It is anticipated to make the sample size of those people, who will be questioned through the questionnaire, as large as possible and involve different individuals from all of the company’s locations to ensure having more accurate data.

Statistically, in order to achieve a high level of precise results and make them really objective and reliable, it is necessary to choose random and unbiased sample of the population’s members.

It is necessary to mention that, when drawing up the proposed questionnaire, the European Model for Total Quality Management will be taken into account as the ground to develop TQM process. This model may be considered quite reliable since it has already proved its efficiency in other researches (Benfari 2004). This is why it would be quite logical to apply the model that has already been successfully implemented.

In addition to the use of a questionnaire, it is possible to conduct interviews which may be made to overcome any difficulties that are likely to be faced or to discuss with some managers any strict aspects that could arise. In fact, it is very important that professional managers were involved because, due to these interviews, it will be possible to receive more detailed information about the efficacy of TQM and analyze it objectively. Obviously, managers who have already applied this approach, are more experienced and their experience is really useful since it provides an opportunity to clearly define potential threats and risks of application of TQM and, what is even more important, interviews of managers can help find out the most effective way of implementation of TQM.

Also, it is possible to access the company’s archives to obtain any piece of information that could be needed. In brief, while the survey’s questionnaire aims to provide primary data, the company’s documents, records, and annual reports will present secondary data.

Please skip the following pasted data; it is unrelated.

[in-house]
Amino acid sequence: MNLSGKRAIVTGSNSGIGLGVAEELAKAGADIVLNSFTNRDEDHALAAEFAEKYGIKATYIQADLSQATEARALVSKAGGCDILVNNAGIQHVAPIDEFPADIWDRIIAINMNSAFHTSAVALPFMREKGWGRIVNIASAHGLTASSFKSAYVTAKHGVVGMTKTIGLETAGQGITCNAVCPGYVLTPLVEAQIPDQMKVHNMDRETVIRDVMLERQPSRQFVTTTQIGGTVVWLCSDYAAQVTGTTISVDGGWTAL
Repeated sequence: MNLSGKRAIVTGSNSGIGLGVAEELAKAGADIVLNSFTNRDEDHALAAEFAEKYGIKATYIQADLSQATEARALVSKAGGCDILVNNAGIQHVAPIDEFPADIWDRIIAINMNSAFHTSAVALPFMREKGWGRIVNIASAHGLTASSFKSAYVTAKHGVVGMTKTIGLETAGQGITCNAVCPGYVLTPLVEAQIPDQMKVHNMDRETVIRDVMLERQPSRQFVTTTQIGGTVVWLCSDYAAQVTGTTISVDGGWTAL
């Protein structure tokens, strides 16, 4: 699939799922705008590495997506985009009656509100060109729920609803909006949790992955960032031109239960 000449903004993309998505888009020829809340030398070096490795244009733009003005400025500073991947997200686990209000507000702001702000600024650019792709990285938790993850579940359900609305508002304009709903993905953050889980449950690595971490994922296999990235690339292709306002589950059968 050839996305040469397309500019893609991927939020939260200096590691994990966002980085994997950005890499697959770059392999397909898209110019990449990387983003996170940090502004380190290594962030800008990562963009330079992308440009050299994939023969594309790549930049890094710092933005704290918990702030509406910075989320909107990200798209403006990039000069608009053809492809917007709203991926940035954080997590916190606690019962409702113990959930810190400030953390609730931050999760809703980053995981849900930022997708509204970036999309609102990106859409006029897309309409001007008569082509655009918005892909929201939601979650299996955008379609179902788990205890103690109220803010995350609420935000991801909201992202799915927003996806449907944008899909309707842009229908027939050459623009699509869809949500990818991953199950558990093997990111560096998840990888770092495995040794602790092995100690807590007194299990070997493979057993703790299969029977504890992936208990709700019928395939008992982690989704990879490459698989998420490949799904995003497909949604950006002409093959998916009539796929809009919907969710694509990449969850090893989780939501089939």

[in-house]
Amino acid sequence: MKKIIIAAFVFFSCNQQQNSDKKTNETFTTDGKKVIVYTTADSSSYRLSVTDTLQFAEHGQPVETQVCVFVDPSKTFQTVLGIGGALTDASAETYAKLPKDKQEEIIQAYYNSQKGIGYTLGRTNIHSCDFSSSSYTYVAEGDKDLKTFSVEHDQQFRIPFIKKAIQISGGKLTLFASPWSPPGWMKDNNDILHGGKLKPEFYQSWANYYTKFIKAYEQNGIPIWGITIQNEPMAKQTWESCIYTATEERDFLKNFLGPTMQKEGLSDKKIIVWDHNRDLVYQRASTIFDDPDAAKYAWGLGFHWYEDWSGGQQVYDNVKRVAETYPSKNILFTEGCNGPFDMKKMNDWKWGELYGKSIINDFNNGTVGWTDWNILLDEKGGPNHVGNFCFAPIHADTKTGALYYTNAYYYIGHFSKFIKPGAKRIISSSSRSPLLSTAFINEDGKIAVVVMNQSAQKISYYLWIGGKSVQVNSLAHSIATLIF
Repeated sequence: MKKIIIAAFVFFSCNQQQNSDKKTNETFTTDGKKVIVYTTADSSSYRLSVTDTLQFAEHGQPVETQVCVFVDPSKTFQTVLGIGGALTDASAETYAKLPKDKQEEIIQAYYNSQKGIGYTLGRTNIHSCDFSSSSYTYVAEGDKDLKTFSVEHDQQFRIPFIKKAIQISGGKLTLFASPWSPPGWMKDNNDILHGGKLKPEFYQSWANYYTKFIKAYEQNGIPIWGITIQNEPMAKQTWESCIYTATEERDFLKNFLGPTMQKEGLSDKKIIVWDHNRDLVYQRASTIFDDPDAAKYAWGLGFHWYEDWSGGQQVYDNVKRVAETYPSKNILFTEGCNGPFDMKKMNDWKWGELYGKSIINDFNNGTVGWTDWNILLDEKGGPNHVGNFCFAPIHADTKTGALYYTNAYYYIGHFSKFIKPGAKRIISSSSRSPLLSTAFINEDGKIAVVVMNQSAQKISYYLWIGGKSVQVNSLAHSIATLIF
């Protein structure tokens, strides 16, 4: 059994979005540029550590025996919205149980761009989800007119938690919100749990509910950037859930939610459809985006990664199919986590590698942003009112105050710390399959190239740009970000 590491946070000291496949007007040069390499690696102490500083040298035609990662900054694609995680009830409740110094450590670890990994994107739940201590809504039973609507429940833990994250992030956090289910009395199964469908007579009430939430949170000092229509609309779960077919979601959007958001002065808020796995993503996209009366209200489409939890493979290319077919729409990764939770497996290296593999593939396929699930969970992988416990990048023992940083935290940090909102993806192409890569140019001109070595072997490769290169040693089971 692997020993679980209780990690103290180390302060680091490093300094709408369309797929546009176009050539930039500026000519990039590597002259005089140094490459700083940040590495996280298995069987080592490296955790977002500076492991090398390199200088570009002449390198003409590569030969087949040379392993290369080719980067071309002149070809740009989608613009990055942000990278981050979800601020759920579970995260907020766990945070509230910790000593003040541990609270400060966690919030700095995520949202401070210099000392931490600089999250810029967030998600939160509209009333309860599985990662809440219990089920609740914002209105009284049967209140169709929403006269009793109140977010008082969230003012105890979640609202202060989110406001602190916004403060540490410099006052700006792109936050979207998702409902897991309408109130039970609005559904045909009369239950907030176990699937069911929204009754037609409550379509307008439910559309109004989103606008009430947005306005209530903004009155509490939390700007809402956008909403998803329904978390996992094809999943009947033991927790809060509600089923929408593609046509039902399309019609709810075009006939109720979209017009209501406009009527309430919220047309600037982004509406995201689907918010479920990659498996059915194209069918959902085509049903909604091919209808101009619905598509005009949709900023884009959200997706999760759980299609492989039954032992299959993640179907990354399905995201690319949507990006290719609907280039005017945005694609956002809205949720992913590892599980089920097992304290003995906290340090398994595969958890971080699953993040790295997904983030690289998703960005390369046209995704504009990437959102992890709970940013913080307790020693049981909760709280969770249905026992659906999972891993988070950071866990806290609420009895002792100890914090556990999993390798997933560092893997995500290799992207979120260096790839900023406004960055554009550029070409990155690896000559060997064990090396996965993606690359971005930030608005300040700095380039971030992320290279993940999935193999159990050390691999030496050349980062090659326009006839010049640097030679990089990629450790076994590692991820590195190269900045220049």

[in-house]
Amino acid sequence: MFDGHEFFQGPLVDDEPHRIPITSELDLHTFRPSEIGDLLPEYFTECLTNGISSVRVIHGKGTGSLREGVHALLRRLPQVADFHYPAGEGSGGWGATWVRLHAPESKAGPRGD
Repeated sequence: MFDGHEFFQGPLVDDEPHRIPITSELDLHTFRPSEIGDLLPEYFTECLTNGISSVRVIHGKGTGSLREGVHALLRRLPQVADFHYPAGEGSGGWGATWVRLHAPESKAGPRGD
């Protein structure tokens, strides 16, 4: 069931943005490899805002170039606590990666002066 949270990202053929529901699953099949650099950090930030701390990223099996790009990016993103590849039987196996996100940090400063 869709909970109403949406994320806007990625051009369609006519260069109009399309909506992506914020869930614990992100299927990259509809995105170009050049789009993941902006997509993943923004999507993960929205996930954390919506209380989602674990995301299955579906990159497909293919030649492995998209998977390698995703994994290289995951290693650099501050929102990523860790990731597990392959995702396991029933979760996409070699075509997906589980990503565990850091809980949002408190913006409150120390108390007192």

In such a way, it should be said that, in the proposed research, it is suggested to combine qualitative and quantitative methods of the analysis which seems to be very effective because it contributes to the larger and more objective assessment of the data received in the course of the research. To put it more precisely, the collection of purely statistic data, such as annual reports, for instance, can give the general information about the recent achievements of the company, including financial ones. At the same time, it will be hardly possible to clearly define what the real reasons of these achievements are and this is exactly where the qualitative analysis is needed. In this respect, interviews with managers seem to be particularly effective.




The Research’s Findings


It is envisaged from this research to find out that the process of implementing TQM in the field of this study tends to be quite slow in many cases. It is not exaggerated to say that TQM, in its real concept, does not seem to have been adopted yet. It is obvious that, in a monopolistic business environment, the customer satisfaction matter does not represent a major issue for organisations’ management. This is extremely important because the product sells itself.

Nevertheless, as it has been shown above, the intension to move to freer market condition, in a combination with the pressure of market factors, have been the major drivers to launch the TQM strategy.

On the other hand, it is predicted that there will be a positive respond towards applying TQM from the organisation’s society. This is the result of the fact that many of the companies’ managers have studied in developing countries, where they have, more or less, considerable knowledge about TQM. In spite of knowing that the process of implementing TQM is not an easy process, the commitment of managers to encourage such orientation tend to be great enthusiastic. Also, because of the easy exchangeable for information together with the availability of different resources of products at the present time, the customers’ behaviour and perceptions regarding the quality concerns have reached a wide extent of experience and wisdom. Consequently, the research expects to explore the scope to which TQM can be appropriately commenced there. The most important result that the thesis assumes to achieve is to lead any proposed future research, taking into consideration this issue, as there is an extreme lack of the number of researches that could offer more useful literature on that problem.